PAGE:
Recently at the University of Illinois at Urbana-Champaign, fifteen students in a writing course taught by Professor Catherine Prendergast wrote a response to published essays in the New York Times and Slate, which focused on approaches to lecturing.
The response of these students is enlightening especially for those who would be effective teachers and communicators. I observe (at least) 10 lessons from their brief letter that are helpful not just for those who are delivering education in the classroom, but also for those in leadership and administration.
“[I]t is not good for a person to be without knowledge, and he who hurries his footsteps errs ” (Proverbs 19:2).
1. Minimize the Impersonal for Students
Students: “For three or four hours of our day, we sit in cavernous rooms – with up to 800 strangers – where the professor doesn’t know our name, let alone ask us to speak.”
The larger the classroom setting, the more difficult it is to keep things personal for students, so the larger the class, the more effort is required to ensure that students feel a part of the class.
American Airlines’ flight attendants address their first class passengers by name when offering them food, beverages, or other amenities. When one considers the amenities they receive in first class compared to economy, the difference is not necessarily worth the dollars involved in the upgrade. Yet, the airline takes some simple steps to ensure that their customers are made to feel a bit more special. Now, this is not so difficult when dealing with twenty-four passengers who have assigned seats – it is certainly much more difficult in a classroom of fifty or a hundred to acknowledge students by name. But just remember, your students are paying for a first-class education. What personalized amenities are they receiving for their price of admission?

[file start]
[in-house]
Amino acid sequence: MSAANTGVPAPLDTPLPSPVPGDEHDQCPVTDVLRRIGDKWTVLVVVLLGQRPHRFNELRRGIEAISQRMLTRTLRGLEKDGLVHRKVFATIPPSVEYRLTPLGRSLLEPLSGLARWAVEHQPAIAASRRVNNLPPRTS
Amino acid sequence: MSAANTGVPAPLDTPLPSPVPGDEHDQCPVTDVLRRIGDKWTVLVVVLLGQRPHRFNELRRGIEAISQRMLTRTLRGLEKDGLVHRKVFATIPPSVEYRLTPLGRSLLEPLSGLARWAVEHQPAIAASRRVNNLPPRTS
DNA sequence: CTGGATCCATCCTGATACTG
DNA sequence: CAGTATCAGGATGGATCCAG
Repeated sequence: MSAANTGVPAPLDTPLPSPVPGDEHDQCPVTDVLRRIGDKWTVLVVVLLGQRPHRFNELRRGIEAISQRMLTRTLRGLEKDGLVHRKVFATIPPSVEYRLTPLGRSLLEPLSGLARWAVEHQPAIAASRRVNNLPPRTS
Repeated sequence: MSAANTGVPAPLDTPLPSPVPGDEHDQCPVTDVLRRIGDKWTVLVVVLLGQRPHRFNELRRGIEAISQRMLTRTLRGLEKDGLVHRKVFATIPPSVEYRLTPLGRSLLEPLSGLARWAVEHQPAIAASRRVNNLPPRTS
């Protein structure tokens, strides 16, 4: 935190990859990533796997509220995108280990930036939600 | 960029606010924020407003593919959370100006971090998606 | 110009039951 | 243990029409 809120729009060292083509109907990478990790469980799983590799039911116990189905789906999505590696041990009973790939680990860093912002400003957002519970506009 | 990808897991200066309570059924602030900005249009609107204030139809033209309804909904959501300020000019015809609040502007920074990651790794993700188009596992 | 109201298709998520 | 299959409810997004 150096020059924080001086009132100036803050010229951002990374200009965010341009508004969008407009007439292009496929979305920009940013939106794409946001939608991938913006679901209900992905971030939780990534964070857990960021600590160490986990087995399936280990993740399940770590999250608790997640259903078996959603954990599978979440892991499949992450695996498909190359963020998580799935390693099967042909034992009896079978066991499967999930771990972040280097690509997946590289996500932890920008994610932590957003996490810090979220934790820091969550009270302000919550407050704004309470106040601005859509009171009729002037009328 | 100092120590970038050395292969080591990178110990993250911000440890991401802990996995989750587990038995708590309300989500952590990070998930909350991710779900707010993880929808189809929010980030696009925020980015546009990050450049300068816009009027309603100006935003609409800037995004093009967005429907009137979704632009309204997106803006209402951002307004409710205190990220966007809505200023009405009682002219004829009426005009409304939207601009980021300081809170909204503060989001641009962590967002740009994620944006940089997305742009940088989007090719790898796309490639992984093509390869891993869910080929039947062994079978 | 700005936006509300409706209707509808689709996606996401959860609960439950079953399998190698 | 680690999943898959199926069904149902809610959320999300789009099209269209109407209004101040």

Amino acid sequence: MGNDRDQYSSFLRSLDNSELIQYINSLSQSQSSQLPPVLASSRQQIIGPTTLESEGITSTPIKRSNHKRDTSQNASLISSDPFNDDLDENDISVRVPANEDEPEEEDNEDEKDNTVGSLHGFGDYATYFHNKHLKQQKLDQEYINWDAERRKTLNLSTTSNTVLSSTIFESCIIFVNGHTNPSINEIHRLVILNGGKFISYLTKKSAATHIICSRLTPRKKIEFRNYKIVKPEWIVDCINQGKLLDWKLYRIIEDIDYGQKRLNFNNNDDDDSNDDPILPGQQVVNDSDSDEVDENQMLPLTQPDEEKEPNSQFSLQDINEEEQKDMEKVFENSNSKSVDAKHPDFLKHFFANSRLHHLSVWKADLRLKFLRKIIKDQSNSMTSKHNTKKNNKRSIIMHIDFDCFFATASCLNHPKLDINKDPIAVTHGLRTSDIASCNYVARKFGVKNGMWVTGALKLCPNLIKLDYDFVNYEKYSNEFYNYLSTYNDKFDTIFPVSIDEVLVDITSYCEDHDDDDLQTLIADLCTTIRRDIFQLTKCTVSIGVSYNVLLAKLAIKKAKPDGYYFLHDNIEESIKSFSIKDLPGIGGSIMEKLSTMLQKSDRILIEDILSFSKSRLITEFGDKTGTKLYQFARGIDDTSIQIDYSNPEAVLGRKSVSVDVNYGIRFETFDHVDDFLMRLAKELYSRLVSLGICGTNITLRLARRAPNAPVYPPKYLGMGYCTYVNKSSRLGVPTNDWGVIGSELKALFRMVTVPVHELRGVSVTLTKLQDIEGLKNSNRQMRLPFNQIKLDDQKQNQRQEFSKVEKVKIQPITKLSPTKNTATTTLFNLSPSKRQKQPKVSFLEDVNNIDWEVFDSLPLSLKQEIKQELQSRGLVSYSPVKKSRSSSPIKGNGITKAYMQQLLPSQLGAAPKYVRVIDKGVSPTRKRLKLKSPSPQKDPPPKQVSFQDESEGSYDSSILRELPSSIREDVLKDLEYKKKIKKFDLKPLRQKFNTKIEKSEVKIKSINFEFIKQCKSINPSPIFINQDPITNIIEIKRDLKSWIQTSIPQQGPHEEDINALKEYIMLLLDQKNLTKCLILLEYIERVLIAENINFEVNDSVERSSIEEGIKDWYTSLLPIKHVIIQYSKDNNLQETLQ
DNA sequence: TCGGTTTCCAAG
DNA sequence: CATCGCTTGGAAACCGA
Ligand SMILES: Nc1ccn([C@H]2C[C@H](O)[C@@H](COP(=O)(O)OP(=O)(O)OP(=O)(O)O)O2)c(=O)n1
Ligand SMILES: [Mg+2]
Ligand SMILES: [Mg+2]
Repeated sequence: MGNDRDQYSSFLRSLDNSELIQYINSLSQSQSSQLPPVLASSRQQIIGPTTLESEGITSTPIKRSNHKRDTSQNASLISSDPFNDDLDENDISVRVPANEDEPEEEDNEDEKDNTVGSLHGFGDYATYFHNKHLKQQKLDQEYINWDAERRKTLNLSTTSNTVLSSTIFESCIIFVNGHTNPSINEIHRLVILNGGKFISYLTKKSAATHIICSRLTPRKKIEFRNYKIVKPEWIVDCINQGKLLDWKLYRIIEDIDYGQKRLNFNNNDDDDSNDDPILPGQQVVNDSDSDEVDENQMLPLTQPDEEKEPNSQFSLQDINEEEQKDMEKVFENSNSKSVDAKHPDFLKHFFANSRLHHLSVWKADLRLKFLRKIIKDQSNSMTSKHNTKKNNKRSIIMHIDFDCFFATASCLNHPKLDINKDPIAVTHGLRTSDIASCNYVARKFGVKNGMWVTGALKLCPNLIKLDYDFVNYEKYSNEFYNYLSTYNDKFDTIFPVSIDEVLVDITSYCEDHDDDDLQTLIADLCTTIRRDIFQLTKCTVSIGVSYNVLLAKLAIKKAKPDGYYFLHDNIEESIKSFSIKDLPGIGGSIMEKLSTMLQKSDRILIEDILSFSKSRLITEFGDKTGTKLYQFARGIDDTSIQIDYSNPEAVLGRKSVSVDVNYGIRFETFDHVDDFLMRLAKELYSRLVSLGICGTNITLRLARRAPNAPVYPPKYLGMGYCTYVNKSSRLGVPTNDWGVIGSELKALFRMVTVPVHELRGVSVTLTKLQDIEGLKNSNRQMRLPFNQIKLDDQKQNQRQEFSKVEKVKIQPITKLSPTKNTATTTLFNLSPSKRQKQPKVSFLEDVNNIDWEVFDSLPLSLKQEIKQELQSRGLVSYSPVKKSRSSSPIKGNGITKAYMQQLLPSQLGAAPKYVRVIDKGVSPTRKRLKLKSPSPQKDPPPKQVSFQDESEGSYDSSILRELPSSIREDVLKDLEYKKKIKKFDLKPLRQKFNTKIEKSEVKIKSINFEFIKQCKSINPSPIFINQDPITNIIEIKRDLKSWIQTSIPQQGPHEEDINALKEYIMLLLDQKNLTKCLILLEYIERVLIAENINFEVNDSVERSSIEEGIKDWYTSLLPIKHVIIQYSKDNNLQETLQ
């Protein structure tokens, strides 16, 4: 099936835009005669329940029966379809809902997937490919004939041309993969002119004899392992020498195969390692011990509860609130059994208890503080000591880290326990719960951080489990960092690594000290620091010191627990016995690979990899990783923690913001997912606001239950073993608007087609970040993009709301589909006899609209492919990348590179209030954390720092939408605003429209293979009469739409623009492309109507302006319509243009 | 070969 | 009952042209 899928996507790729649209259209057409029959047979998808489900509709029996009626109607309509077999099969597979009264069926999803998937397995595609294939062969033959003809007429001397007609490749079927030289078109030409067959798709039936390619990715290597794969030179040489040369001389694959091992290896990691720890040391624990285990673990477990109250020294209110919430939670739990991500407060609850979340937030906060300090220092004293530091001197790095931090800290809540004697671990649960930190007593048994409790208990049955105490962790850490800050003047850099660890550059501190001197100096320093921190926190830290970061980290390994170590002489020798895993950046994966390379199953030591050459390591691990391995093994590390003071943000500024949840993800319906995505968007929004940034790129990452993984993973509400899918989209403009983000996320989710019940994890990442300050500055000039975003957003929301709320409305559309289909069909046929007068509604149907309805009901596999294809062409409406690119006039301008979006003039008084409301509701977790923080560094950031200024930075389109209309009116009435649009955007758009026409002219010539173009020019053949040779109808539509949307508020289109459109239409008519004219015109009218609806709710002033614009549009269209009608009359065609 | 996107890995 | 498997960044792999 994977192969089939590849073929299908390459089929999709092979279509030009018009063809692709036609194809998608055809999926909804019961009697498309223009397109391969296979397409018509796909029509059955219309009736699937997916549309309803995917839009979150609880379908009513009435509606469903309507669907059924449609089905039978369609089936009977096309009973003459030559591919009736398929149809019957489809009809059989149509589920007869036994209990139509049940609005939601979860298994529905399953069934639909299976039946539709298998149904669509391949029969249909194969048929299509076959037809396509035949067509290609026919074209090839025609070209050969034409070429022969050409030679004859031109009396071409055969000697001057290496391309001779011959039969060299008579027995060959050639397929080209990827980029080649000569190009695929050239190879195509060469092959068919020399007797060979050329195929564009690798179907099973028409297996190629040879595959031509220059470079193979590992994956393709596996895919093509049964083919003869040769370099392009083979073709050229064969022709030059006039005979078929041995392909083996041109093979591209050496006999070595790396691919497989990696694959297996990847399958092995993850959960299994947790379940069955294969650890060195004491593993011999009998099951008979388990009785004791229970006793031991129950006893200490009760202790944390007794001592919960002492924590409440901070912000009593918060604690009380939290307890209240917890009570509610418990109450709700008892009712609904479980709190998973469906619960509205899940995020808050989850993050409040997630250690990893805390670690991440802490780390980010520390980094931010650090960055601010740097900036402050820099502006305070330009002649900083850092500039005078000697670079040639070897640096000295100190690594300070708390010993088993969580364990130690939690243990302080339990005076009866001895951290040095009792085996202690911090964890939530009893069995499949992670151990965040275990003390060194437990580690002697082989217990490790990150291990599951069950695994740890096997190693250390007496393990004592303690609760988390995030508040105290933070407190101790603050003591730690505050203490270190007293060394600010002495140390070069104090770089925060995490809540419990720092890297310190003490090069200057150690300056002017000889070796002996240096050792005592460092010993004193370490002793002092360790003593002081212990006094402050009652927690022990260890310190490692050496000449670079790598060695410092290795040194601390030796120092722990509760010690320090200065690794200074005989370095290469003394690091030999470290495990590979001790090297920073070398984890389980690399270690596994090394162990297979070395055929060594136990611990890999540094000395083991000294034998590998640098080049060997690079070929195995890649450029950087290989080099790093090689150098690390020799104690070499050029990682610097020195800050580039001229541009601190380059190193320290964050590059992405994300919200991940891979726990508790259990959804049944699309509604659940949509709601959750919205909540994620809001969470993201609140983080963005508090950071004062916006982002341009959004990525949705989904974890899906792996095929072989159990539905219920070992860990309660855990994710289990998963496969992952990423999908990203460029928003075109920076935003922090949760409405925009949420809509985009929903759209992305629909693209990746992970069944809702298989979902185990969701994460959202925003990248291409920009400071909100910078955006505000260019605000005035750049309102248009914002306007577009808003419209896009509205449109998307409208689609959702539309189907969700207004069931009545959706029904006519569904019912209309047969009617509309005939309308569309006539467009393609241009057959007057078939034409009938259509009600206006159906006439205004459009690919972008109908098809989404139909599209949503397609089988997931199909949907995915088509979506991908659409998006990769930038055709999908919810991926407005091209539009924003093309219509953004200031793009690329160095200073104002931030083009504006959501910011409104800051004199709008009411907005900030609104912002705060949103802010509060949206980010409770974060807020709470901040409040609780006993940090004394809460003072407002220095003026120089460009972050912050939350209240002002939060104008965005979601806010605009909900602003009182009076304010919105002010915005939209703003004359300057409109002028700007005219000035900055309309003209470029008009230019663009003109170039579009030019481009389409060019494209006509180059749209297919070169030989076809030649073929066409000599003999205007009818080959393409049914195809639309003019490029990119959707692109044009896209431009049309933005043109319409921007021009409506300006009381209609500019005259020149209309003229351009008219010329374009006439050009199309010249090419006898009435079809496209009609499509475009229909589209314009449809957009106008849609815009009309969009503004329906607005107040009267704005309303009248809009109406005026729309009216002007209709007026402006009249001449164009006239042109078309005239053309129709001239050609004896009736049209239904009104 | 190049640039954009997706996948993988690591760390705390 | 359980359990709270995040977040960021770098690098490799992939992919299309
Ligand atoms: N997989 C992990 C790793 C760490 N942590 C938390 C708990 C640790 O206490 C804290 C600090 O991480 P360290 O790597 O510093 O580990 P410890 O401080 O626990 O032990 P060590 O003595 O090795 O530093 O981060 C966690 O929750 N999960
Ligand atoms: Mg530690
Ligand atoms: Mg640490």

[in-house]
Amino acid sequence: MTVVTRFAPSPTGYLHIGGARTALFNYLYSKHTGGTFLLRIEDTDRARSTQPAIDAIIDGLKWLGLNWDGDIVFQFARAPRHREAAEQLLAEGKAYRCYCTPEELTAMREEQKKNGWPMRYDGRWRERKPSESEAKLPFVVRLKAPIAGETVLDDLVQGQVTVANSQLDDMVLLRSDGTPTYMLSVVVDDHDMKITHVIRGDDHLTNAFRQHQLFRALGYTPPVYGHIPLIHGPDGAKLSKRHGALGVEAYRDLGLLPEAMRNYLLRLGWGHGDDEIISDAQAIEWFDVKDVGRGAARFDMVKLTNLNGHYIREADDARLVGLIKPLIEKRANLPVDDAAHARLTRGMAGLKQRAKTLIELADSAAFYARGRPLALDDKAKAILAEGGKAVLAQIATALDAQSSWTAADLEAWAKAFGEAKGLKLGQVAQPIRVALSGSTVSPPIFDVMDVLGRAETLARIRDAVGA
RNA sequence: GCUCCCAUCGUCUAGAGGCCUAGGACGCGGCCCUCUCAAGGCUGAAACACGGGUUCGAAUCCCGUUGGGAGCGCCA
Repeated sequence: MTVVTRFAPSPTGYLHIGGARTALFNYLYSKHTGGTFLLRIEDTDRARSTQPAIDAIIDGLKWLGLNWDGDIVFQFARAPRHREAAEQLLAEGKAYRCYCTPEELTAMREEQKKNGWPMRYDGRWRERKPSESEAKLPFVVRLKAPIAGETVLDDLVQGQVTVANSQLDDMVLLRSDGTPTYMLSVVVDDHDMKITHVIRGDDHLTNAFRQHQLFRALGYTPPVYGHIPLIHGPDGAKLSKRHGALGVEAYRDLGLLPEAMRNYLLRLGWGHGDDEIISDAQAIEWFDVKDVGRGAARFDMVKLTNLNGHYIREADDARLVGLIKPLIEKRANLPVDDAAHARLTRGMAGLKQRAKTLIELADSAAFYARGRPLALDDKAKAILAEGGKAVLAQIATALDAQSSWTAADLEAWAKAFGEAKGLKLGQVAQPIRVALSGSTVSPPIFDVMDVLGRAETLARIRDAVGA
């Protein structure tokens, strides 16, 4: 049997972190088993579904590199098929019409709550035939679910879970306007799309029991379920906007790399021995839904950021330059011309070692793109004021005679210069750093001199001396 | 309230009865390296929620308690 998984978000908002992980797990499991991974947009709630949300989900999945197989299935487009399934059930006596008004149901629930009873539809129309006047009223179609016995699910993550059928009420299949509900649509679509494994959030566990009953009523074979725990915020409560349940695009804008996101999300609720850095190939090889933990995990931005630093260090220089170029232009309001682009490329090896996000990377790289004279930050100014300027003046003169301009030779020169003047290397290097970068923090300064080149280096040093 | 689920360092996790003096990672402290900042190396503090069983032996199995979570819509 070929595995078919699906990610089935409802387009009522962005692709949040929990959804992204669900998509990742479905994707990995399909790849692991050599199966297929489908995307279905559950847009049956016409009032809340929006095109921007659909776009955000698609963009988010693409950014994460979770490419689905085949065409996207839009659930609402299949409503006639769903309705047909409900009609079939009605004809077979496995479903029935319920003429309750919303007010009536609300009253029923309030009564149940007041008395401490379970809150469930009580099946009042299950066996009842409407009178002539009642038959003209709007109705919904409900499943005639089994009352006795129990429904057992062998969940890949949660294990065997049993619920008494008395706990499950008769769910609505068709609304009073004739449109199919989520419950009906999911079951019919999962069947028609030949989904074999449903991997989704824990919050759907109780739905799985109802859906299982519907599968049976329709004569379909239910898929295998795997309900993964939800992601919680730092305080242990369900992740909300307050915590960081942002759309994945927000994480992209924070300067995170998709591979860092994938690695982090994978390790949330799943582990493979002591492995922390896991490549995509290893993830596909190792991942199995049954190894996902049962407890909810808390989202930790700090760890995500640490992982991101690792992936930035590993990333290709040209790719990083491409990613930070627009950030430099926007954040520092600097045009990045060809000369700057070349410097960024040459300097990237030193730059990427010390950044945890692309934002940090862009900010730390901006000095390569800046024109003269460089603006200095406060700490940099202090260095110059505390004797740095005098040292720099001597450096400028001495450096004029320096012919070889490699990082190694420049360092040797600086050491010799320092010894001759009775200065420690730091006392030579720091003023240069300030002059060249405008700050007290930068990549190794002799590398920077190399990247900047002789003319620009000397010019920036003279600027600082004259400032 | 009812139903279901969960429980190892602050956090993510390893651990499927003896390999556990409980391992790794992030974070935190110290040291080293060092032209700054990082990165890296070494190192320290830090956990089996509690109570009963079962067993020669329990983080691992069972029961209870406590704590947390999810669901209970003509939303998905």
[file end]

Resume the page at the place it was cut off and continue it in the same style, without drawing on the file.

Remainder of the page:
“The lips of the righteous feed many, but fools die for lack of understanding” (Proverbs 10:21).
2. Minimize the Impersonal for Faculty
Students: “Professors who…humanize themselves – make us feel less like just a body in the room.”
The teaching process is not simply the depositing of information and ideas into the students. In order for something to be taught, that something must be learned. Certainly, students have a significant responsibility in the process, but they get some credit for having made a tremendous investment just to be in the classroom. How can the faculty demonstrate that they truly care about students, and that they are not simply there to complete a job or earn a paycheck?
Not too long ago, The Home Depot went through a golden age of company growth, largely achieved by the development of its people. A key management philosophy of The Home Depot was to empower its budding managers to run multi-million dollar departments. The retailer maintained a culture of investing time and energy in training young people who were hungry to learn, and then rewarded those learners with opportunities to create entrepreneurial careers. Not every manager was willing to mentor his or her people, but most were – enough were committed to that process to impact the entire company in a positive way. They did it one person at a time.
Are higher-ed institutions investing in their people? Ensuring that the faculty and staff feel like they are valued and have a path for the future? When that is taking place, it is much easier for those people to care and invest in students. Culture reflects leadership, and leadership sets the culture. If higher-ed leaders don’t care about their people, those institutions will have staff and faculty that don’t care about students.
“Give instruction to a wise man and he will be wiser still, teach a righteous man and he will increase his learning” (Proverbs 9:9).
3. Make the Most of Students’ Time
Students: “We’re trying to hold down a job to pay for college, and our time is at a premium.”